Final letter to the Cabinet Office

I've finally sent this letter off today, with thanks to the commenters on my earlier post. This letter is in reply to this missive from the Cabinet Office

I am writing to you in response to you letter of the 8th March regarding the "Legislative and Regulatory Reform Bill".

Your letter has done nothing at all to allay my concerns.

You mention "rigorous safeguards" – to my mind the safeguards lack the properties of both rigour and safety. For example, you say that a minister must consult – such consultation does not necessarily translate into action. Indeed, "consultation" can be ignored.

There does not seem to be any requirement for what constitutes a proper explanatory document built into the bill. Must it, for example, include a list of who was consulted? Must it relay the arguments both for and against the proposal?

You say that "in addition to these safeguards, the Government has undertaken not to use the order-making powers in the Bill to effect highly controversial measures". Such an undertaking is not meaningful unless it is written into the bill. This is something that has been refused.

What is the definition of what is, and what is not, a "highly controversial measure”? What about merely controversial measures?

Similarly, there is no limit to the bills which could be affected. Everything from the Parliament act to the Magna Carta, from the Scotland act to the bill itself could be changed by order. If this act can be used to amend constitutional acts such as the Magna Carta then it fundamentally changes the way that we are governed. If this is the case then it, in itself becomes a constitutional act. This should therefore only be passed by referendum. It certainly should not be passed through parliament "under the radar".

What would be so wrong with having, as was proposed by the Opposition, a Schedule of Excepted Acts of a constitutional nature which would require a full Primary Legislative process for them to be repealed, amended or replaced?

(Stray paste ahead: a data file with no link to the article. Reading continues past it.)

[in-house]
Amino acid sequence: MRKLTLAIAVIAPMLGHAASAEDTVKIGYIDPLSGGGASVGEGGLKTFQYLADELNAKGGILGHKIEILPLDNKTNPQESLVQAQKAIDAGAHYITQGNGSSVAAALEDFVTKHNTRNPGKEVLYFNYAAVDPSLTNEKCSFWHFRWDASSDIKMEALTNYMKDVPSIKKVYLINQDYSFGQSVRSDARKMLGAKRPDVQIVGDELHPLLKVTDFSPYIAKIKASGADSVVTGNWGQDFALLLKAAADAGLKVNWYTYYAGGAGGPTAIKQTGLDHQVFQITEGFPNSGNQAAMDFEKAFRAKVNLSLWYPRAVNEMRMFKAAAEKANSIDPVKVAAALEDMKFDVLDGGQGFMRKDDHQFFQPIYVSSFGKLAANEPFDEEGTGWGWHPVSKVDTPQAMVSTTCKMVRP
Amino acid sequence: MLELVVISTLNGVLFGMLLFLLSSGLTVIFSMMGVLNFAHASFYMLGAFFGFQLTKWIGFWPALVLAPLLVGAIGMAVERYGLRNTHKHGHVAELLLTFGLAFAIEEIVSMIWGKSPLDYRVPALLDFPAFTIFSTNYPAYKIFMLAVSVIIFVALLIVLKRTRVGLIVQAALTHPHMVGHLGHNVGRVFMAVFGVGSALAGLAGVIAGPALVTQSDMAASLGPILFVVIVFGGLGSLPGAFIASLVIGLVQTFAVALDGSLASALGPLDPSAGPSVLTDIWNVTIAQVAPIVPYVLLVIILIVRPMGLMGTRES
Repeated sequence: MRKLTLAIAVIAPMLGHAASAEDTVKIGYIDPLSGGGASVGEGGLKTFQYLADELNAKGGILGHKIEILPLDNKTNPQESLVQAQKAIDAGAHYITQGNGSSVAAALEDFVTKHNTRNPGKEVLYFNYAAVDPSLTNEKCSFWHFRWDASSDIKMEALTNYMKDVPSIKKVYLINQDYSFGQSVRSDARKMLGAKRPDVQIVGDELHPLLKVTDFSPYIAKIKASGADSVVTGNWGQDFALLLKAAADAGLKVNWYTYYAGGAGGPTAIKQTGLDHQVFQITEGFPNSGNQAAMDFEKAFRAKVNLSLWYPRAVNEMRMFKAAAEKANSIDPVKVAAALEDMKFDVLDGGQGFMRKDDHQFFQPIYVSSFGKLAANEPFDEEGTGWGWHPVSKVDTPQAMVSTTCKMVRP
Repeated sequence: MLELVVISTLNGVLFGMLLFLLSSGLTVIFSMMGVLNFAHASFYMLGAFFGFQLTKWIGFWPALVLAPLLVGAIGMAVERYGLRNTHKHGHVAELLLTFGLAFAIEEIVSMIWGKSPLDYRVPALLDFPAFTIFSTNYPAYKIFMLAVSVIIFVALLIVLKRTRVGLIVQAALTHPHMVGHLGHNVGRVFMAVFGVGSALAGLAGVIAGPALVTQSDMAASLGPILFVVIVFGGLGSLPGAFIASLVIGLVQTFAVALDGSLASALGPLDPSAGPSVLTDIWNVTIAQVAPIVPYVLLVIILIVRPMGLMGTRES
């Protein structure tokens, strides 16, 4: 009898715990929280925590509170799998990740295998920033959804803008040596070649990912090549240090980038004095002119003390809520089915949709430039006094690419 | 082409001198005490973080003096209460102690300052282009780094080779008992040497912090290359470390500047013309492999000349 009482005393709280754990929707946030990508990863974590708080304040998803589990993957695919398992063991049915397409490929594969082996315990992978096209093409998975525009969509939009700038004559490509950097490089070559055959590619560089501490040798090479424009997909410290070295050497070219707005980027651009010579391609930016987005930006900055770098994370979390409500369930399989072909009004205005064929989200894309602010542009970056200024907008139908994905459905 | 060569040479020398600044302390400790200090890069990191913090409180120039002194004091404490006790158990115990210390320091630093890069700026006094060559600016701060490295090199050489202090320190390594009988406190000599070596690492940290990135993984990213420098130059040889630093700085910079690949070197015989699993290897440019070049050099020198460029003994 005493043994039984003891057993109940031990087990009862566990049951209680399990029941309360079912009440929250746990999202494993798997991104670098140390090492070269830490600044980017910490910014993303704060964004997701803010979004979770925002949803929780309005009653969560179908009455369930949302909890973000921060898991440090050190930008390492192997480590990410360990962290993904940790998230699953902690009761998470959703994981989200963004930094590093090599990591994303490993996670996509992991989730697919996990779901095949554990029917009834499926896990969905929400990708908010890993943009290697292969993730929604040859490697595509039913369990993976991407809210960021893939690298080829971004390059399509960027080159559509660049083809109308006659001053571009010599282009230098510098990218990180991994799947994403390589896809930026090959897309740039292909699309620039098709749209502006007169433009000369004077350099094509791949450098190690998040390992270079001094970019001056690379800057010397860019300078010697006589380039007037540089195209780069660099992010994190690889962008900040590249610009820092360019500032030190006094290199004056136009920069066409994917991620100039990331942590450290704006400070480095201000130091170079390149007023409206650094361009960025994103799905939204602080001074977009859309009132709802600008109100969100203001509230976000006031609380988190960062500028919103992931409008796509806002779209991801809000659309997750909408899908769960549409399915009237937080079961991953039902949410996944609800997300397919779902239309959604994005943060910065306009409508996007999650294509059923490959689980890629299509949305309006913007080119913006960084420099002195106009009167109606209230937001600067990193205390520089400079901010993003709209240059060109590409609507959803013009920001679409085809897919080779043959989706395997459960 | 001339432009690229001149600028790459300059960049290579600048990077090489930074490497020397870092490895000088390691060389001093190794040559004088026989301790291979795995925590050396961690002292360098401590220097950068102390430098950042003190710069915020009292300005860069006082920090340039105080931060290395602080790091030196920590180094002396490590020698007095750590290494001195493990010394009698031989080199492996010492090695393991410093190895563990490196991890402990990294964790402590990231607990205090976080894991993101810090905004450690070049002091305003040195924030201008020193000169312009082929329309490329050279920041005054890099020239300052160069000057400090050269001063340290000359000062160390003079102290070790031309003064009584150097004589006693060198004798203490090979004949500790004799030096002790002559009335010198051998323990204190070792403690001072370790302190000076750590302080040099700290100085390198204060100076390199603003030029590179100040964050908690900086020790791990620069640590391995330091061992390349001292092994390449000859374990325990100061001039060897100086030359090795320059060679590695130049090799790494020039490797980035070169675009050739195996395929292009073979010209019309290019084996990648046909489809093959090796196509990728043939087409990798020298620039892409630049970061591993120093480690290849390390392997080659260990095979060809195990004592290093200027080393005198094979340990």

By the controversial Civil Contingencies Act of 2004 (Part 2 Emergency Powers), emergency Regulations, by (oral) Order of a Minister, already have the full force of any Act of Parliament or exercise of the Royal Prerogative, and which can amend or repeal any Act of Parliament save for the Human Rights Act and the Civil Contingencies Act itself.

Why is there no such similar safeguard, written into the text of the Bill, which would prevent the Legislative and Regulatory Reform Act from being used to modify itself ?

You say that a Minister cannot make an order "unless he considers that certain conditions are satisfied". This is an absurdity; do we truly expect ministers to think that their plan is one that will be classed as controversial? It should be Parliament and the public who consider such matters in detail. It should be the duty of a Minister and the Civil Service to provide the relevant, fair, balanced and detailed background information upon which such policies and decisions can be made.

Neither the "affirmative" nor the "super affirmative" procedures nor the alleged vetos of some, but not all Select Committees (presumably at the whim of a Minister) are what the public would understand as being actual "safeguards".